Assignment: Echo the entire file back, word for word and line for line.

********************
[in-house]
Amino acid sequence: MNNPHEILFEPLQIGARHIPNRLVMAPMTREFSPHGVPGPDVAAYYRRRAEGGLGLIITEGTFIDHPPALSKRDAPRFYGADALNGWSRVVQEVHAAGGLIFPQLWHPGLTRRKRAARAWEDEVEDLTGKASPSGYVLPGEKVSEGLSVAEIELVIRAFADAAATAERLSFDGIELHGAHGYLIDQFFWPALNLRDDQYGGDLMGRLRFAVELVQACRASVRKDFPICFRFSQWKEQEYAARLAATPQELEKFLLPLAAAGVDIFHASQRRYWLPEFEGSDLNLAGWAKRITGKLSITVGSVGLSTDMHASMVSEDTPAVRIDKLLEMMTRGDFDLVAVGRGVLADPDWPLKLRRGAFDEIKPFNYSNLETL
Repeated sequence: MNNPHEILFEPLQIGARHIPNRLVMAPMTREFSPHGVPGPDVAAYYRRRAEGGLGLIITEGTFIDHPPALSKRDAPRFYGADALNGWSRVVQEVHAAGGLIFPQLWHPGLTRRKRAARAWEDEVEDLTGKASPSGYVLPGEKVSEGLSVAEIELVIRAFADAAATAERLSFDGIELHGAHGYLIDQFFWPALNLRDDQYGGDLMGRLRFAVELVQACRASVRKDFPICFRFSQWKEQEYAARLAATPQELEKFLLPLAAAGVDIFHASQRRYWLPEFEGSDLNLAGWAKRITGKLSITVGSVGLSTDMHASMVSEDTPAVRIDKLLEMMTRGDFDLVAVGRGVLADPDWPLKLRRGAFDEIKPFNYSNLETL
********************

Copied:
[in-house]
Amino acid sequence: MNNPHEILFEPLQIGARHIPNRLVMAPMTREFSPHGVPGPDVAAYYRRRAEGGLGLIITEGTFIDHPPALSKRDAPRFYGADALNGWSRVVQEVHAAGGLIFPQLWHPGLTRRKRAARAWEDEVEDLTGKASPSGYVLPGEKVSEGLSVAEIELVIRAFADAAATAERLSFDGIELHGAHGYLIDQFFWPALNLRDDQYGGDLMGRLRFAVELVQACRASVRKDFPICFRFSQWKEQEYAARLAATPQELEKFLLPLAAAGVDIFHASQRRYWLPEFEGSDLNLAGWAKRITGKLSITVGSVGLSTDMHASMVSEDTPAVRIDKLLEMMTRGDFDLVAVGRGVLADPDWPLKLRRGAFDEIKPFNYSNLETL
Repeated sequence: MNNPHEILFEPLQIGARHIPNRLVMAPMTREFSPHGVPGPDVAAYYRRRAEGGLGLIITEGTFIDHPPALSKRDAPRFYGADALNGWSRVVQEVHAAGGLIFPQLWHPGLTRRKRAARAWEDEVEDLTGKASPSGYVLPGEKVSEGLSVAEIELVIRAFADAAATAERLSFDGIELHGAHGYLIDQFFWPALNLRDDQYGGDLMGRLRFAVELVQACRASVRKDFPICFRFSQWKEQEYAARLAATPQELEKFLLPLAAAGVDIFHASQRRYWLPEFEGSDLNLAGWAKRITGKLSITVGSVGLSTDMHASMVSEDTPAVRIDKLLEMMTRGDFDLVAVGRGVLADPDWPLKLRRGAFDEIKPFNYSNLETL